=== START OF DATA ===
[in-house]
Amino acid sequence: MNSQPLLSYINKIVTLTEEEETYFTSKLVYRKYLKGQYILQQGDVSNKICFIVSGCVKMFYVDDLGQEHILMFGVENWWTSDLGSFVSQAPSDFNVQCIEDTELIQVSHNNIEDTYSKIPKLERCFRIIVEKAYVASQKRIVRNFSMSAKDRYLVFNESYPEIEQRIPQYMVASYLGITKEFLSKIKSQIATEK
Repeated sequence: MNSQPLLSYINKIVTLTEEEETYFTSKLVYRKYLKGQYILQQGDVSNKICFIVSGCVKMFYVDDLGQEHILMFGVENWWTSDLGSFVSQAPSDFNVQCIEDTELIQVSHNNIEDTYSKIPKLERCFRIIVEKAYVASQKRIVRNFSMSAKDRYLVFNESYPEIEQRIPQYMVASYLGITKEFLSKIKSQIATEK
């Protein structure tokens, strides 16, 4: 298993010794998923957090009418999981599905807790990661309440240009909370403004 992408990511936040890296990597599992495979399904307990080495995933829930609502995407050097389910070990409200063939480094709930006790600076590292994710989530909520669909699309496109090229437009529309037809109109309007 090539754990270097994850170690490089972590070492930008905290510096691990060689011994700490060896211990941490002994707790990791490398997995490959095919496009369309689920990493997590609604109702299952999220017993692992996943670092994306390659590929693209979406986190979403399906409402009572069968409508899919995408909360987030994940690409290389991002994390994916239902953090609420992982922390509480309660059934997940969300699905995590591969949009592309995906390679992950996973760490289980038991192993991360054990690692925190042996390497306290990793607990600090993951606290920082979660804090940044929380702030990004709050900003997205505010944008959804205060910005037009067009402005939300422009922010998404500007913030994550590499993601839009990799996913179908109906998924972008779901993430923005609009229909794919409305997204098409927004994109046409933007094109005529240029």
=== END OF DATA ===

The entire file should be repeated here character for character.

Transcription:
[in-house]
Amino acid sequence: MNSQPLLSYINKIVTLTEEEETYFTSKLVYRKYLKGQYILQQGDVSNKICFIVSGCVKMFYVDDLGQEHILMFGVENWWTSDLGSFVSQAPSDFNVQCIEDTELIQVSHNNIEDTYSKIPKLERCFRIIVEKAYVASQKRIVRNFSMSAKDRYLVFNESYPEIEQRIPQYMVASYLGITKEFLSKIKSQIATEK
Repeated sequence: MNSQPLLSYINKIVTLTEEEETYFTSKLVYRKYLKGQYILQQGDVSNKICFIVSGCVKMFYVDDLGQEHILMFGVENWWTSDLGSFVSQAPSDFNVQCIEDTELIQVSHNNIEDTYSKIPKLERCFRIIVEKAYVASQKRIVRNFSMSAKDRYLVFNESYPEIEQRIPQYMVASYLGITKEFLSKIKSQIATEK
């Protein structure tokens, strides 16, 4: 298993010794998923957090009418999981599905807790990661309440240009909370403004 992408990511936040890296990597599992495979399904307990080495995933829930609502995407050097389910070990409200063939480094709930006790600076590292994710989530909520669909699309496109090229437009529309037809109109309007 090539754990270097994850170690490089972590070492930008905290510096691990060689011994700490060896211990941490002994707790990791490398997995490959095919496009369309689920990493997590609604109702299952999220017993692992996943670092994306390659590929693209979406986190979403399906409402009572069968409508899919995408909360987030994940690409290389991002994390994916239902953090609420992982922390509480309660059934997940969300699905995590591969949009592309995906390679992950996973760490289980038991192993991360054990690692925190042996390497306290990793607990600090993951606290920082979660804090940044929380702030990004709050900003997205505010944008959804205060910005037009067009402005939300422009922010998404500007913030994550590499993601839009990799996913179908109906998924972008779901993430923005609009229909794919409305997204098409927004994109046409933007094109005529240029």